I’ve been to two Covid funerals. The first funeral was in May for a beautiful woman who during cancer treatment picked up the virus. She died quickly and her funeral was odd. There was a row of cars who listened to the service on Zoom. Afterward, one by one, we went up to the casket to say goodbye. It was surreal and devastating. A month later, the second Covid funeral took place in a Pasadena cemetery. About 15 of us socially distanced while the preacher gave the eulogy, and friends and co-workers added teary tributes. The first funeral was for a mother of 4 who was in her 40’s; the second a childless police officer in her early 60’s. Both were excruciating.
A Columbia grad who lives in my neighborhood got the virus and recovered. She was 26 years old. She passed it on to her mother who survived it, but her father was the lucky one. Not asymptomatic. Not symptomatic. Healthy through it all.
A recent survey said 35% of Americans have direct experience with the virus, whether it is someone they know personally or through someone else, like the secretary at my aunt’s office who died of Covid on Wednesday. She was 40.
Because the virus has reduced the population and it has no sign of easing up, (the first wave is still with us and the second wave has yet to even begin), we’re in a perilous triad of health, fear, and luck. It’s why when I hear million-dollar athletes whining about their life in the bubble, when I hear J.R. Smith bitch about the size of his blankets, or Rajon Rondo rip his Motel 6 like room, I’m more than annoyed. They are being inconvenienced. It is temporary.
Here’s the thing about privileged people. They normalize elitism. They receive the best services and top of the line amenities and comforts very few have the ability to procure for themselves. When something is denied they whine but they are the 1% (and seemingly don’t realize it). They have first-world problems they are trying to negotiate while the rest of us live with third world problems like covid funerals and maskless shoppers and deviant racists.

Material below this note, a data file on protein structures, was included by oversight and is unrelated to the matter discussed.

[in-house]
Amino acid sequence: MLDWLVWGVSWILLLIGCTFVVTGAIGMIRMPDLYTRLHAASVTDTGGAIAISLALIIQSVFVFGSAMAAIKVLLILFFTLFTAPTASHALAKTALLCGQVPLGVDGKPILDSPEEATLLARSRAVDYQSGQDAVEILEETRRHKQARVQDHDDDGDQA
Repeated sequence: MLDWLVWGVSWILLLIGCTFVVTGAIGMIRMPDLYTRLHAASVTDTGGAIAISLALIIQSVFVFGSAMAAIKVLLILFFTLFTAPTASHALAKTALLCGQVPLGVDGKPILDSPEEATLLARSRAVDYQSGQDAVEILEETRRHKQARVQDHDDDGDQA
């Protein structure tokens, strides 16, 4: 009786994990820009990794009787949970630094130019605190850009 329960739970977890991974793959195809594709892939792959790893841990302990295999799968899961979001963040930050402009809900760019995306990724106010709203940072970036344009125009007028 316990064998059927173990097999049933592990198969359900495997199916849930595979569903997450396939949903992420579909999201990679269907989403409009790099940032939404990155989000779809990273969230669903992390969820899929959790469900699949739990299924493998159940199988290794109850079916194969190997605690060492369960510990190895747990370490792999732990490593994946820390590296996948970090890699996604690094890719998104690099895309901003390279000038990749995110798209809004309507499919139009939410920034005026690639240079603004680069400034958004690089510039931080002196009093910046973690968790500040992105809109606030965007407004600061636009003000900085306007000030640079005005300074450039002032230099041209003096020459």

As if Covid isn’t bad enough. There are food lines. In my Los Angeles neighborhood, at the closed mall, on one side they give Covid tests and on the other side they give out bags of food to desperate families. In Chicago, one of the food giveaways ran out of food and hungry families had to hope when they came back the next day they wouldn’t be so unlucky. People are financially desperate and are finding it difficult to pay bills because they have been furloughed, or worse, their job no longer exists. Summer used to mean carefree. Taking the car and packing up the kids and going on vacation, or planning a trip to some sunny island and drinking rum punches. All of that has to be put on the shelf because financial stability is a thing of the past.
It reminds me of a Gil Scott-Heron song: A rat done bit my sister Nell but Whitey on the moon. Her arms and legs began to swell but Whitey on the moon.
The NBA elite are on the moon, distanced from the problems the rest of us deal with on the regular. Our bodies are swelling as they complain about food and blankets. But what is their exact problem? They are leaving a mansion and going to a hotel room? I’ve been to Motel 6. It’s not purgatory. It’s not the Four Seasons but it could be worse. They could be us. They could be in a hospital on a ventilator with no family allowed in. Or outside sleeping on the street. I get that they miss their family and that playing was forced upon them if they didn’t want to lose everything they had gained.
But have some heart, please. Don’t wear jerseys with social justice messages on them and then complain about your linens at a hotel you are not paying for. It’s hypocrisy to use social media to air racial grievances and then use the same platform to complain that their wealth isn’t being serviced. No one feels sorry for them. The world is troubled and they are playing basketball.
I’m glad the NBA season is back. I look forward to all the storylines, particularly if the Clippers can once and for all bury their curse. I’m interested in watching games without fans and hearing the trash talk tv cameras won’t be able to censure. I love the BLM shoutout but it’s a big miss not to have names of the victims who have died because of police brutality on jerseys. This is going to be a new normal and the NBA has always been progressive.
But just stop with the whining. You are black and privileged, we know that. Can you have some empathy for the rest of us? We don’t live your lives and you don’t live ours. Sensitivity goes a long way though, particularly since the world as it is presently constructed is in a painful mess. If it’s not Covid then its statues being torn down. If it’s not food lines then it’s fights over masks. If it’s not racists rhetoric then its police calls because you are in front of your own house waiting for your son to come outside.
I remember another Gil Scott-Heron about the revolution being televised. Empathy and emotional discipline are needed. Now more than ever.